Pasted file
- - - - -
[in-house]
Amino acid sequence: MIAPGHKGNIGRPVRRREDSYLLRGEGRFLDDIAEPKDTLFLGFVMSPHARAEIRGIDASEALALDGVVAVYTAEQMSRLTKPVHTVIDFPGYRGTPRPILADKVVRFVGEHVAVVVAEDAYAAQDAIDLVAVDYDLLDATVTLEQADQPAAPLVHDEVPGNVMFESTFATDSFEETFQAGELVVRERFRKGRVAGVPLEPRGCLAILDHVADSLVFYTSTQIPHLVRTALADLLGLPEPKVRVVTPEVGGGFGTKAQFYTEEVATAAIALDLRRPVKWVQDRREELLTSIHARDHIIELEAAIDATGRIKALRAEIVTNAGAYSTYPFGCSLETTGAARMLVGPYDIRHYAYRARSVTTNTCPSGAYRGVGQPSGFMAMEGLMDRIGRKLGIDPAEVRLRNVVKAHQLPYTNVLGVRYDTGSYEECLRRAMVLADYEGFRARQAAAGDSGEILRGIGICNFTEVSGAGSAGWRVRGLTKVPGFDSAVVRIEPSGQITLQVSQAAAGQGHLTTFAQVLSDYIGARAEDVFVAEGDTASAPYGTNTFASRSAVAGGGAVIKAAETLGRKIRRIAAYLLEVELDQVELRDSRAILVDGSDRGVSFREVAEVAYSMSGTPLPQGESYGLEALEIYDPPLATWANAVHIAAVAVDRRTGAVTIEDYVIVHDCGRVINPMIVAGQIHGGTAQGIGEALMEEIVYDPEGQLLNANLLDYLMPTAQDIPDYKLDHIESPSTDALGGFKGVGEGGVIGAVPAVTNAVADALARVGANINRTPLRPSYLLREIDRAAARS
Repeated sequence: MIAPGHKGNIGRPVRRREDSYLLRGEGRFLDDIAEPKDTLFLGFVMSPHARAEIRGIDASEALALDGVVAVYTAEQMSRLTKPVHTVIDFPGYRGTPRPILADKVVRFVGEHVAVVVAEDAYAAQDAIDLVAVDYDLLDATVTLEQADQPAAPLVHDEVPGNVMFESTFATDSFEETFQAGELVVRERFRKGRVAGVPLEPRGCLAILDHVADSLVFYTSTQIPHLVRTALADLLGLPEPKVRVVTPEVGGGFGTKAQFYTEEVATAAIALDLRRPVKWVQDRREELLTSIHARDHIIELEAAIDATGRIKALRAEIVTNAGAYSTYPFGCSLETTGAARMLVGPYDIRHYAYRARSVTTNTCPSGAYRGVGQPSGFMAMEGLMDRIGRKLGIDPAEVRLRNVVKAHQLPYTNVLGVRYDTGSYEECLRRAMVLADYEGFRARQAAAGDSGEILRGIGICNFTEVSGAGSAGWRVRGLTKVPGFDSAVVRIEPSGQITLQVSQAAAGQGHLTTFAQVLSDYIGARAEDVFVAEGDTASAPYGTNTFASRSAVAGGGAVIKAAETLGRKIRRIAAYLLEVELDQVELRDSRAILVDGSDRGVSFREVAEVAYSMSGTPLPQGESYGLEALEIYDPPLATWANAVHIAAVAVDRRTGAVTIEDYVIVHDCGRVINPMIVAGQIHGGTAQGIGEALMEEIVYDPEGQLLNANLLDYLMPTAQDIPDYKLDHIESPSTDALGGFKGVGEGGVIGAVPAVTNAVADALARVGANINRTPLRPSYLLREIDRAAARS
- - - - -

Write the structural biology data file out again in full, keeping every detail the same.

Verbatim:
[in-house]
Amino acid sequence: MIAPGHKGNIGRPVRRREDSYLLRGEGRFLDDIAEPKDTLFLGFVMSPHARAEIRGIDASEALALDGVVAVYTAEQMSRLTKPVHTVIDFPGYRGTPRPILADKVVRFVGEHVAVVVAEDAYAAQDAIDLVAVDYDLLDATVTLEQADQPAAPLVHDEVPGNVMFESTFATDSFEETFQAGELVVRERFRKGRVAGVPLEPRGCLAILDHVADSLVFYTSTQIPHLVRTALADLLGLPEPKVRVVTPEVGGGFGTKAQFYTEEVATAAIALDLRRPVKWVQDRREELLTSIHARDHIIELEAAIDATGRIKALRAEIVTNAGAYSTYPFGCSLETTGAARMLVGPYDIRHYAYRARSVTTNTCPSGAYRGVGQPSGFMAMEGLMDRIGRKLGIDPAEVRLRNVVKAHQLPYTNVLGVRYDTGSYEECLRRAMVLADYEGFRARQAAAGDSGEILRGIGICNFTEVSGAGSAGWRVRGLTKVPGFDSAVVRIEPSGQITLQVSQAAAGQGHLTTFAQVLSDYIGARAEDVFVAEGDTASAPYGTNTFASRSAVAGGGAVIKAAETLGRKIRRIAAYLLEVELDQVELRDSRAILVDGSDRGVSFREVAEVAYSMSGTPLPQGESYGLEALEIYDPPLATWANAVHIAAVAVDRRTGAVTIEDYVIVHDCGRVINPMIVAGQIHGGTAQGIGEALMEEIVYDPEGQLLNANLLDYLMPTAQDIPDYKLDHIESPSTDALGGFKGVGEGGVIGAVPAVTNAVADALARVGANINRTPLRPSYLLREIDRAAARS
Repeated sequence: MIAPGHKGNIGRPVRRREDSYLLRGEGRFLDDIAEPKDTLFLGFVMSPHARAEIRGIDASEALALDGVVAVYTAEQMSRLTKPVHTVIDFPGYRGTPRPILADKVVRFVGEHVAVVVAEDAYAAQDAIDLVAVDYDLLDATVTLEQADQPAAPLVHDEVPGNVMFESTFATDSFEETFQAGELVVRERFRKGRVAGVPLEPRGCLAILDHVADSLVFYTSTQIPHLVRTALADLLGLPEPKVRVVTPEVGGGFGTKAQFYTEEVATAAIALDLRRPVKWVQDRREELLTSIHARDHIIELEAAIDATGRIKALRAEIVTNAGAYSTYPFGCSLETTGAARMLVGPYDIRHYAYRARSVTTNTCPSGAYRGVGQPSGFMAMEGLMDRIGRKLGIDPAEVRLRNVVKAHQLPYTNVLGVRYDTGSYEECLRRAMVLADYEGFRARQAAAGDSGEILRGIGICNFTEVSGAGSAGWRVRGLTKVPGFDSAVVRIEPSGQITLQVSQAAAGQGHLTTFAQVLSDYIGARAEDVFVAEGDTASAPYGTNTFASRSAVAGGGAVIKAAETLGRKIRRIAAYLLEVELDQVELRDSRAILVDGSDRGVSFREVAEVAYSMSGTPLPQGESYGLEALEIYDPPLATWANAVHIAAVAVDRRTGAVTIEDYVIVHDCGRVINPMIVAGQIHGGTAQGIGEALMEEIVYDPEGQLLNANLLDYLMPTAQDIPDYKLDHIESPSTDALGGFKGVGEGGVIGAVPAVTNAVADALARVGANINRTPLRPSYLLREIDRAAARS